“Parasite,” a suspenseful dark comedy about class struggles directed by South Korea’s Bong Joon-Ho, won the top Palme d’Or prize.
The award adds to a successful run at the French cinema showcase for Asian films after Japanese director Hirokazu Kore-eda clinched the prestigious gong last year.
This year’s Cannes film festival also shone a light on newcomers, in an unusually crowded field. “Atlantics,” a ghost story about migrants directed by Franco-Senegalese filmmaker Mati Diop, won the runner-up Grand Prix award.
Spain’s Antonio Banderas won the male acting prize for his role as a tortured filmmaker in Pedro Almodovar’s loosely biographical “Pain And Glory” – one of the films that had been tipped for the top honor.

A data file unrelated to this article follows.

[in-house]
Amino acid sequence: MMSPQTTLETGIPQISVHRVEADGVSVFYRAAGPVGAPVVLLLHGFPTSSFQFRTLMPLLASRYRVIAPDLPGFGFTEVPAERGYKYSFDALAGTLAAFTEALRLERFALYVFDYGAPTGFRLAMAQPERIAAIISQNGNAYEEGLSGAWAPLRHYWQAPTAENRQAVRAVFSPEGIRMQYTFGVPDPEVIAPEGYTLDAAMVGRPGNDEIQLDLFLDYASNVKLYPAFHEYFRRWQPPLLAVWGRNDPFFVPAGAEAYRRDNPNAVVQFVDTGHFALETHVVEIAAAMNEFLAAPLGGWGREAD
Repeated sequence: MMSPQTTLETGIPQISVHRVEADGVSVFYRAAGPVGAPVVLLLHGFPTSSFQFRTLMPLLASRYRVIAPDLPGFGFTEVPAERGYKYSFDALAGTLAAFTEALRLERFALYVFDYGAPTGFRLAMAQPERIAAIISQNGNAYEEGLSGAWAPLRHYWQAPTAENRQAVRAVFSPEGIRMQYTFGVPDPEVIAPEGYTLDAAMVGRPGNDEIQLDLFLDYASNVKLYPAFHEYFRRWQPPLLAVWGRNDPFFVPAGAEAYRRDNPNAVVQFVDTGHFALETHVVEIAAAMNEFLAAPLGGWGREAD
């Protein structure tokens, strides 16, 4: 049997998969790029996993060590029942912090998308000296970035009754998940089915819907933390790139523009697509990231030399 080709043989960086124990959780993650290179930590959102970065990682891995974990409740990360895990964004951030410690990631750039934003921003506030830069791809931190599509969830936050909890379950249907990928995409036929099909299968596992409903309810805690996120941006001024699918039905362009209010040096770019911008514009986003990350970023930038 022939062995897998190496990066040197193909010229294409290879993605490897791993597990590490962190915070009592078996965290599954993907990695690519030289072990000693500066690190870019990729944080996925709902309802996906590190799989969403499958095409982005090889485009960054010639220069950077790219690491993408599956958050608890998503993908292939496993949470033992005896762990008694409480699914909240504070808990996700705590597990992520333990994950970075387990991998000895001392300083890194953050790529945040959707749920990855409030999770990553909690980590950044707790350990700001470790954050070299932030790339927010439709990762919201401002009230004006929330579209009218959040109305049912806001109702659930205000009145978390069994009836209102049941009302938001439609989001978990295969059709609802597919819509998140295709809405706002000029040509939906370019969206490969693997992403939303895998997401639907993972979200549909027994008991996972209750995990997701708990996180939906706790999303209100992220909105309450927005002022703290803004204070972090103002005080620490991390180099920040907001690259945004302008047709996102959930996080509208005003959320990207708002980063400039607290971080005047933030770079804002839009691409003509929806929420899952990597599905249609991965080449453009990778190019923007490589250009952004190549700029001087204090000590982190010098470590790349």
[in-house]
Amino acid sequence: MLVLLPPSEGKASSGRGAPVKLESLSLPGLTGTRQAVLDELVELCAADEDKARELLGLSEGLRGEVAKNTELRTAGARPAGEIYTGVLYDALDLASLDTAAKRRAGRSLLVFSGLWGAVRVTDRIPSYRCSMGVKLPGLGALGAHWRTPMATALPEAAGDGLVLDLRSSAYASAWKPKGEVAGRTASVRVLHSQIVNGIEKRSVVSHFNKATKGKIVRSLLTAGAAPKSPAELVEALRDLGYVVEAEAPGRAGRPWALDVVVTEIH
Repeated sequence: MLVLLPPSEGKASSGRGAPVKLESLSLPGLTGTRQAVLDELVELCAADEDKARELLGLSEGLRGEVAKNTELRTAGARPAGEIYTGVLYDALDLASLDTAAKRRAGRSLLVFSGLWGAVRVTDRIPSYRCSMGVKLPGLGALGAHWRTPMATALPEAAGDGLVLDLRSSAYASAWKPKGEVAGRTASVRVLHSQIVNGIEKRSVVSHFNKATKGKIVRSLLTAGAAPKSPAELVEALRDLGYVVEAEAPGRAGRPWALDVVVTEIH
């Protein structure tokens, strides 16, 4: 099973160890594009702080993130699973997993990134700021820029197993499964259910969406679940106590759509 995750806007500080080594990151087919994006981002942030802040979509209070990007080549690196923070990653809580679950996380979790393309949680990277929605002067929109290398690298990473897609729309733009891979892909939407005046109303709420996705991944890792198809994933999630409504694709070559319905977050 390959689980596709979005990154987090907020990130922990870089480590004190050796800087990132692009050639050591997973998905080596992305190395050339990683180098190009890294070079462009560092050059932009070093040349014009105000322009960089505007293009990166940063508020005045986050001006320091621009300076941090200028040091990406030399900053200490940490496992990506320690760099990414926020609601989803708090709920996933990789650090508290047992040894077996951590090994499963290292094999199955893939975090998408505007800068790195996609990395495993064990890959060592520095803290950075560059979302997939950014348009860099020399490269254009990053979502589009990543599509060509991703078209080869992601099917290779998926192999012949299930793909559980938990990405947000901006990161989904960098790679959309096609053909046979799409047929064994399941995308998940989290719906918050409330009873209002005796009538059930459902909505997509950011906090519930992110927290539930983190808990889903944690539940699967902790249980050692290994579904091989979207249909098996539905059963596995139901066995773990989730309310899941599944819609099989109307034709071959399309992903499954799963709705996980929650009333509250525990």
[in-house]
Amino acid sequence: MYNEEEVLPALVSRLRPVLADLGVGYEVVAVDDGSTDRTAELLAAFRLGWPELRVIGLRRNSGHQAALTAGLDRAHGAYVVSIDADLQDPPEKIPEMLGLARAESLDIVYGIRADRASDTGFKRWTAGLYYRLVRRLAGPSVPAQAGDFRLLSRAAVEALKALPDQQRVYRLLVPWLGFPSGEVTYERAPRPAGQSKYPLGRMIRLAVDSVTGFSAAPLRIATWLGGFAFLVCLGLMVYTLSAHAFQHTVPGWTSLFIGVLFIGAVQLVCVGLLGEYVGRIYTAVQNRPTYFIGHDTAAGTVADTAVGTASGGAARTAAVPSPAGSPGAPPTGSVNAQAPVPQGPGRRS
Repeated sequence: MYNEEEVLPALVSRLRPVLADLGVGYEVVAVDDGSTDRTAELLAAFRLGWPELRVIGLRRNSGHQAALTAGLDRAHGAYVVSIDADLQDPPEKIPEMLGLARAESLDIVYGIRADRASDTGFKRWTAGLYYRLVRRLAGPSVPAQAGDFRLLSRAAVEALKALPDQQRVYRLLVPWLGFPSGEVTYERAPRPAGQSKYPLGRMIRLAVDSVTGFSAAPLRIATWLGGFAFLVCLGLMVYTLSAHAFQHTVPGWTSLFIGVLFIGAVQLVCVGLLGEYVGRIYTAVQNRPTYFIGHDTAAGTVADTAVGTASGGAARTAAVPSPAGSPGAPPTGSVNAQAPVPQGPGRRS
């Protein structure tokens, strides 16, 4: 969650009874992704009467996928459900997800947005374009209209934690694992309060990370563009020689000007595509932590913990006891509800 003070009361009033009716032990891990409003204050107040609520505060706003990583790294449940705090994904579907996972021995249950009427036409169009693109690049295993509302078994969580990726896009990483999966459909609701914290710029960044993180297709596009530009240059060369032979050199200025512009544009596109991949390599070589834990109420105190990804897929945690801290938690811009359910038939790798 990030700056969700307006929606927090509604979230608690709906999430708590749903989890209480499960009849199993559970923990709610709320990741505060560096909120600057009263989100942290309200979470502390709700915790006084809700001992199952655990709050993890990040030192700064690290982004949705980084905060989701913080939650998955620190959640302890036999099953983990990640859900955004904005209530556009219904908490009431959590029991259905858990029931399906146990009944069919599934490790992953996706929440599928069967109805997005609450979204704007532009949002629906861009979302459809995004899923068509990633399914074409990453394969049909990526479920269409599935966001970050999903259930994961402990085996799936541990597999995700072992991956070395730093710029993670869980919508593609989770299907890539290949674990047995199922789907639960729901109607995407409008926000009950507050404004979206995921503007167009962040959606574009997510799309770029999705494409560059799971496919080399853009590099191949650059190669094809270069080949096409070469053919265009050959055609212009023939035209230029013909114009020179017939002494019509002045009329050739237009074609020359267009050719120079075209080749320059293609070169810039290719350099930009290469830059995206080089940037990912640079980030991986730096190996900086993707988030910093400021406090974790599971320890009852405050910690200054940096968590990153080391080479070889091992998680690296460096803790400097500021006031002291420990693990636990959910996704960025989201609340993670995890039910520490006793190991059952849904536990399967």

Britain’s Emily Beecham was crowned best actress after starring in Jessica Hausner’s “Little Joe” as a botanist who starts having doubts about her latest genetically-modified creation when it begins to affect her loved ones. The Jury Prize was shared by Ladj Ly’s “Les Miserables” and Juliano Dornelles’ “Bacurau”.
Palestinian director Elia Suleiman’s “It Must Be Heaven” got the Special Mention By the Jury, while Jean-Pierre and Luc Dardenne’s “The Young Ahmed” bagged the Best Director prize, and Celine Sciamma’s “Portrait of A Lady On Fire” the Best Screenplay.